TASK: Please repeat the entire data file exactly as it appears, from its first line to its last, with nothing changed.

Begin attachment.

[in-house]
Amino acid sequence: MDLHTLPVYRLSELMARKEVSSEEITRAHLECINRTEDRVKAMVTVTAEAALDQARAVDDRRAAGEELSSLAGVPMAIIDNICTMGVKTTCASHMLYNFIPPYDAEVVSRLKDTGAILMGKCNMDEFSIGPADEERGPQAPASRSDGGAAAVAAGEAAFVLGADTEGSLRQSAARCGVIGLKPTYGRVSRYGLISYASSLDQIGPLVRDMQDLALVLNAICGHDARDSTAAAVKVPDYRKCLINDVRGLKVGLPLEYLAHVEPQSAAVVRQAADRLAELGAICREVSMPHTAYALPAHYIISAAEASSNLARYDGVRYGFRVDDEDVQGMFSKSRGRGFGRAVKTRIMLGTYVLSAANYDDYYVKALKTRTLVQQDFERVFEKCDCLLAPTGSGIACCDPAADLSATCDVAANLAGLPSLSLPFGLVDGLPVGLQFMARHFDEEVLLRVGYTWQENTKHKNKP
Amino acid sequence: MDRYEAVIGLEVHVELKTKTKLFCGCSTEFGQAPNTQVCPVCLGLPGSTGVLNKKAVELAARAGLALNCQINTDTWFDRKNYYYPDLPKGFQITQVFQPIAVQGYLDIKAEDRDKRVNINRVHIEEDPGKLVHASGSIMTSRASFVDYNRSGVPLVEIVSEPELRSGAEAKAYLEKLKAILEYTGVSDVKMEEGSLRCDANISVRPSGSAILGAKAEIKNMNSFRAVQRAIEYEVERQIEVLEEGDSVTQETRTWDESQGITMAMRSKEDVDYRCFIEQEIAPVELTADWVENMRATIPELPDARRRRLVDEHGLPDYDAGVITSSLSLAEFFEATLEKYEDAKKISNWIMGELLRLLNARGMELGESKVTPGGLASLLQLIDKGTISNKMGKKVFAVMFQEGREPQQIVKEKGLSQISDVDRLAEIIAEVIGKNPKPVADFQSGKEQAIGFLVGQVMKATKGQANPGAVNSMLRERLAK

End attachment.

[in-house]
Amino acid sequence: MDLHTLPVYRLSELMARKEVSSEEITRAHLECINRTEDRVKAMVTVTAEAALDQARAVDDRRAAGEELSSLAGVPMAIIDNICTMGVKTTCASHMLYNFIPPYDAEVVSRLKDTGAILMGKCNMDEFSIGPADEERGPQAPASRSDGGAAAVAAGEAAFVLGADTEGSLRQSAARCGVIGLKPTYGRVSRYGLISYASSLDQIGPLVRDMQDLALVLNAICGHDARDSTAAAVKVPDYRKCLINDVRGLKVGLPLEYLAHVEPQSAAVVRQAADRLAELGAICREVSMPHTAYALPAHYIISAAEASSNLARYDGVRYGFRVDDEDVQGMFSKSRGRGFGRAVKTRIMLGTYVLSAANYDDYYVKALKTRTLVQQDFERVFEKCDCLLAPTGSGIACCDPAADLSATCDVAANLAGLPSLSLPFGLVDGLPVGLQFMARHFDEEVLLRVGYTWQENTKHKNKP
Amino acid sequence: MDRYEAVIGLEVHVELKTKTKLFCGCSTEFGQAPNTQVCPVCLGLPGSTGVLNKKAVELAARAGLALNCQINTDTWFDRKNYYYPDLPKGFQITQVFQPIAVQGYLDIKAEDRDKRVNINRVHIEEDPGKLVHASGSIMTSRASFVDYNRSGVPLVEIVSEPELRSGAEAKAYLEKLKAILEYTGVSDVKMEEGSLRCDANISVRPSGSAILGAKAEIKNMNSFRAVQRAIEYEVERQIEVLEEGDSVTQETRTWDESQGITMAMRSKEDVDYRCFIEQEIAPVELTADWVENMRATIPELPDARRRRLVDEHGLPDYDAGVITSSLSLAEFFEATLEKYEDAKKISNWIMGELLRLLNARGMELGESKVTPGGLASLLQLIDKGTISNKMGKKVFAVMFQEGREPQQIVKEKGLSQISDVDRLAEIIAEVIGKNPKPVADFQSGKEQAIGFLVGQVMKATKGQANPGAVNSMLRERLAK